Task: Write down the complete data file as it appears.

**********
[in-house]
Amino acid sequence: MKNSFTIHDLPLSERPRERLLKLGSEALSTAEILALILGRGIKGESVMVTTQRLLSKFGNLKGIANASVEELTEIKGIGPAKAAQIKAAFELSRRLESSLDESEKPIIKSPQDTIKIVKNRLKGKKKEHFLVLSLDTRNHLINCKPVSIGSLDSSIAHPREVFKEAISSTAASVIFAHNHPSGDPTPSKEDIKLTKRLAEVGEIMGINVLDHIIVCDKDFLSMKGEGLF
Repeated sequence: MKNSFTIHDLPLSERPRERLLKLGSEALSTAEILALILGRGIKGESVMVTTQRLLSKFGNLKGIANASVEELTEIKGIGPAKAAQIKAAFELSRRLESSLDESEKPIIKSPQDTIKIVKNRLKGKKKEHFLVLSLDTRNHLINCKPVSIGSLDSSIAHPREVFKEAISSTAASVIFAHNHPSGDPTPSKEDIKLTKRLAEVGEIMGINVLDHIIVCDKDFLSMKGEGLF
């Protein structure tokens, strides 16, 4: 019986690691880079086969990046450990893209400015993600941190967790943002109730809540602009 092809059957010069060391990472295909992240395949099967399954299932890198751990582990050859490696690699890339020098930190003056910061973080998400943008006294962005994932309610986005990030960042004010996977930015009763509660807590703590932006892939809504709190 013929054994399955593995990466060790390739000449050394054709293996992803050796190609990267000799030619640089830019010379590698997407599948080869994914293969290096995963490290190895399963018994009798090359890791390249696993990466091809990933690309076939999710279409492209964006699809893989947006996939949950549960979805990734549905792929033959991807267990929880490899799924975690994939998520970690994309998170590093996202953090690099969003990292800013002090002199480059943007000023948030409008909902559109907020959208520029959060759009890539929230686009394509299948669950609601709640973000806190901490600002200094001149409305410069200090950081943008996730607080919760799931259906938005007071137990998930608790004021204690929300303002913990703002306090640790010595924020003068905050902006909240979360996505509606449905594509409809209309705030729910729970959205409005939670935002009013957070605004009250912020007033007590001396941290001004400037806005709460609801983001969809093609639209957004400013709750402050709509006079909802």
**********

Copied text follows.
[in-house]
Amino acid sequence: MKNSFTIHDLPLSERPRERLLKLGSEALSTAEILALILGRGIKGESVMVTTQRLLSKFGNLKGIANASVEELTEIKGIGPAKAAQIKAAFELSRRLESSLDESEKPIIKSPQDTIKIVKNRLKGKKKEHFLVLSLDTRNHLINCKPVSIGSLDSSIAHPREVFKEAISSTAASVIFAHNHPSGDPTPSKEDIKLTKRLAEVGEIMGINVLDHIIVCDKDFLSMKGEGLF
Repeated sequence: MKNSFTIHDLPLSERPRERLLKLGSEALSTAEILALILGRGIKGESVMVTTQRLLSKFGNLKGIANASVEELTEIKGIGPAKAAQIKAAFELSRRLESSLDESEKPIIKSPQDTIKIVKNRLKGKKKEHFLVLSLDTRNHLINCKPVSIGSLDSSIAHPREVFKEAISSTAASVIFAHNHPSGDPTPSKEDIKLTKRLAEVGEIMGINVLDHIIVCDKDFLSMKGEGLF
């Protein structure tokens, strides 16, 4: 019986690691880079086969990046450990893209400015993600941190967790943002109730809540602009 092809059957010069060391990472295909992240395949099967399954299932890198751990582990050859490696690699890339020098930190003056910061973080998400943008006294962005994932309610986005990030960042004010996977930015009763509660807590703590932006892939809504709190 013929054994399955593995990466060790390739000449050394054709293996992803050796190609990267000799030619640089830019010379590698997407599948080869994914293969290096995963490290190895399963018994009798090359890791390249696993990466091809990933690309076939999710279409492209964006699809893989947006996939949950549960979805990734549905792929033959991807267990929880490899799924975690994939998520970690994309998170590093996202953090690099969003990292800013002090002199480059943007000023948030409008909902559109907020959208520029959060759009890539929230686009394509299948669950609601709640973000806190901490600002200094001149409305410069200090950081943008996730607080919760799931259906938005007071137990998930608790004021204690929300303002913990703002306090640790010595924020003068905050902006909240979360996505509606449905594509409809209309705030729910729970959205409005939670935002009013957070605004009250912020007033007590001396941290001004400037806005709460609801983001969809093609639209957004400013709750402050709509006079909802």